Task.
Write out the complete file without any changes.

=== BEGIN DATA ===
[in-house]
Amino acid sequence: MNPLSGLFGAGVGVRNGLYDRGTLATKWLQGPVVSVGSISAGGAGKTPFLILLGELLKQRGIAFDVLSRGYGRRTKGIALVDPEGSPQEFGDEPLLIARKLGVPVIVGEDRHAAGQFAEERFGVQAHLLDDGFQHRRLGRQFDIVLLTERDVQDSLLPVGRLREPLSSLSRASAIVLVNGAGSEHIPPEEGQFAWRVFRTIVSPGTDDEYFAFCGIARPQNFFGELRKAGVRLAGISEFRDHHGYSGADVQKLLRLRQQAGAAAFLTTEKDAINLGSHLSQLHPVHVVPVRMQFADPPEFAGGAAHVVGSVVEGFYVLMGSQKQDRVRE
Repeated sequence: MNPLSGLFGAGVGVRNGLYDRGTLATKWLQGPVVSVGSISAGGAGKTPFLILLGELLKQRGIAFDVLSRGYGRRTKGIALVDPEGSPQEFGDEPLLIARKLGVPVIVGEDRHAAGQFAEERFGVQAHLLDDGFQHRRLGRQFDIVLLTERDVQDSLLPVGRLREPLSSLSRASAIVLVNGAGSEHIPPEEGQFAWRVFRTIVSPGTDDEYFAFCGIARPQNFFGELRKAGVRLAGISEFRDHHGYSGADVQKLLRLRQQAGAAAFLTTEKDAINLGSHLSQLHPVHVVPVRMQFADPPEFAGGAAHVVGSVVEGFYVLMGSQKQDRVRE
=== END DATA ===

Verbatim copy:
[in-house]
Amino acid sequence: MNPLSGLFGAGVGVRNGLYDRGTLATKWLQGPVVSVGSISAGGAGKTPFLILLGELLKQRGIAFDVLSRGYGRRTKGIALVDPEGSPQEFGDEPLLIARKLGVPVIVGEDRHAAGQFAEERFGVQAHLLDDGFQHRRLGRQFDIVLLTERDVQDSLLPVGRLREPLSSLSRASAIVLVNGAGSEHIPPEEGQFAWRVFRTIVSPGTDDEYFAFCGIARPQNFFGELRKAGVRLAGISEFRDHHGYSGADVQKLLRLRQQAGAAAFLTTEKDAINLGSHLSQLHPVHVVPVRMQFADPPEFAGGAAHVVGSVVEGFYVLMGSQKQDRVRE
Repeated sequence: MNPLSGLFGAGVGVRNGLYDRGTLATKWLQGPVVSVGSISAGGAGKTPFLILLGELLKQRGIAFDVLSRGYGRRTKGIALVDPEGSPQEFGDEPLLIARKLGVPVIVGEDRHAAGQFAEERFGVQAHLLDDGFQHRRLGRQFDIVLLTERDVQDSLLPVGRLREPLSSLSRASAIVLVNGAGSEHIPPEEGQFAWRVFRTIVSPGTDDEYFAFCGIARPQNFFGELRKAGVRLAGISEFRDHHGYSGADVQKLLRLRQQAGAAAFLTTEKDAINLGSHLSQLHPVHVVPVRMQFADPPEFAGGAAHVVGSVVEGFYVLMGSQKQDRVRE